Study Roundup: HPV Vaccine Does Not Increase Sexual Activity in Pre-Teen and Teenage Girls
Study finds no increase in sexually transmitted diseases, pregnancy, or pregnancy counseling between those who receive the vaccine and those who do not.
-- by Jenara Nerenberg
Teenage girls are no more likely to engage in sexual activity after receiving the human papillomavirus (HPV) vaccine (brand name: Gardasil) than those who do not receive the vaccine, says a new study published online today in the journal Pediatrics. Researchers from Kaiser Permanente and Emory University found no increase in sexually transmitted infections, pregnancy, or contraceptive counseling.
While individuals have sometimes assumed that getting the HPV vaccine would lead teens to be more lax about safe sex habits, the Kaiser study indicates otherwise. HPV can lead to fatal cervical cancer, as well as genital warts and other cancers, and the United States Centers for Disease Control (CDC) recommends girls receive the vaccine as young as 11 years old.
"This study has important policy implications because widespread use of the HPV vaccine has the potential to meaningfully reduce genital cancer rates within the timespan of one generation," Jay W. Lee, Family Physician and Director of Health Policy at the Long Beach Memorial Family Medicine Residency Program, told Healthline.
Indeed, proponents have celebrated Gardasil as a means to drastically reduce cervical cancer rates, but the vaccine has been slow to take hold.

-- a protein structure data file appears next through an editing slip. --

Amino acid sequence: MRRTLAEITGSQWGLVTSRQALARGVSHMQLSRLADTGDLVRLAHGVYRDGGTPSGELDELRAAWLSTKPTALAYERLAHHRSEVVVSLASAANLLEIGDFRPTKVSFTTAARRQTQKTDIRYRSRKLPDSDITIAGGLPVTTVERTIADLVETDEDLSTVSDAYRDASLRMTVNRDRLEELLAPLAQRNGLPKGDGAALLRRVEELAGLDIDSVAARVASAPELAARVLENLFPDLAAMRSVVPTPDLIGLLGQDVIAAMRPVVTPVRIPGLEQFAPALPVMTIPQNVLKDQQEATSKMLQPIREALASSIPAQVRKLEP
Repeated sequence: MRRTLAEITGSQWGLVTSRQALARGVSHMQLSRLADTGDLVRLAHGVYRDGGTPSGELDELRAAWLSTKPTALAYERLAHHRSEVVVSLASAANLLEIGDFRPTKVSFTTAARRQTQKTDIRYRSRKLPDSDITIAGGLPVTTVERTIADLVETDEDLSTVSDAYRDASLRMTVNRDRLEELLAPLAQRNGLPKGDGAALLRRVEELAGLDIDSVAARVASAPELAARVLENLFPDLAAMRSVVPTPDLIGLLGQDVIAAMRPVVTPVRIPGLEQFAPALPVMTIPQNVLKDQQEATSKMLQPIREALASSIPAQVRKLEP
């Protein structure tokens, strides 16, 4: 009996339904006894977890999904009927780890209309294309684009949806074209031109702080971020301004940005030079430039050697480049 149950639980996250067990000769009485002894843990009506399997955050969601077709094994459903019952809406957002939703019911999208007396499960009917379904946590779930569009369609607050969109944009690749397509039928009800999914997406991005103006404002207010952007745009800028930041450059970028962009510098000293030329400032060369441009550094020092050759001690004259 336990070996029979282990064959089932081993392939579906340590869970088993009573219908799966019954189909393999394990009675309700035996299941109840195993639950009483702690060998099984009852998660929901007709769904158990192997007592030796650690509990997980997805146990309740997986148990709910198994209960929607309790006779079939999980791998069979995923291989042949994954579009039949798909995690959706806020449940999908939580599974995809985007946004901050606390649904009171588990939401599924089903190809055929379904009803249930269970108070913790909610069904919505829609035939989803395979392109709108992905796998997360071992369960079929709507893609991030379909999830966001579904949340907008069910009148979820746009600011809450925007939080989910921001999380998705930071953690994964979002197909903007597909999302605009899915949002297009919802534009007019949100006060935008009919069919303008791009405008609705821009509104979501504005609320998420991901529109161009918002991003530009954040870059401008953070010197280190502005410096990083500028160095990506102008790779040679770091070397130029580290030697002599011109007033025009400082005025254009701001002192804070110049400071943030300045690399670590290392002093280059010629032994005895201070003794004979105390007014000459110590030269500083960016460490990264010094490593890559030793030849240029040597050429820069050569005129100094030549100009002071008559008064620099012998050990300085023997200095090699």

"As a father and a family physician, it is reassuring not only to have confidence that the HPV vaccination is effective at reducing the incidence of genital warts and certain types of genital cancer but that receiving the vaccine is not associated with increased sexual activity among girls," said Lee.
Source and Method
1,398 girls aged 11-12 participated in Georgia-based study in 2006 and 2007. Four hundred and ninety three firls received the vaccine and 905 did not—and the girls were then followed for 3 years. During the study period and across both groups, 10 percent had either taken a pregnancy test, been tested for or diagnosed with sexually transmitted disease, or sought out contraceptive counseling--and the average age for these outcomes was 14.5 years old.
The HPV vaccine, Gardasil, was found not to increase sexual activity among girls, according to this study and thus parents and doctors may feel less anxious about administering the vaccine. Correspondingly, if the results from the Kaiser research are reinforced and echoed elsewhere, policy and media professionals may consider taking the time to communicate to the public the need for the vaccine and the unnecessary concern over increased sexual activity.
"We saw no increase in pregnancies, sexually transmitted infections or birth control counseling—all of which suggest the HPV vaccine does not have an impact on increased sexual activity," said lead study author Robert Bednarczyk, Ph.D.
The controversy over the HPV vaccine has centered around the same questions examined by the study and the issue was brought into closer inspection when former Republican Presidential candidate Michele Bachmann scorned the use of the vaccine in November of 2011. National Public Radio (NPR) reports on the science behind the controversy.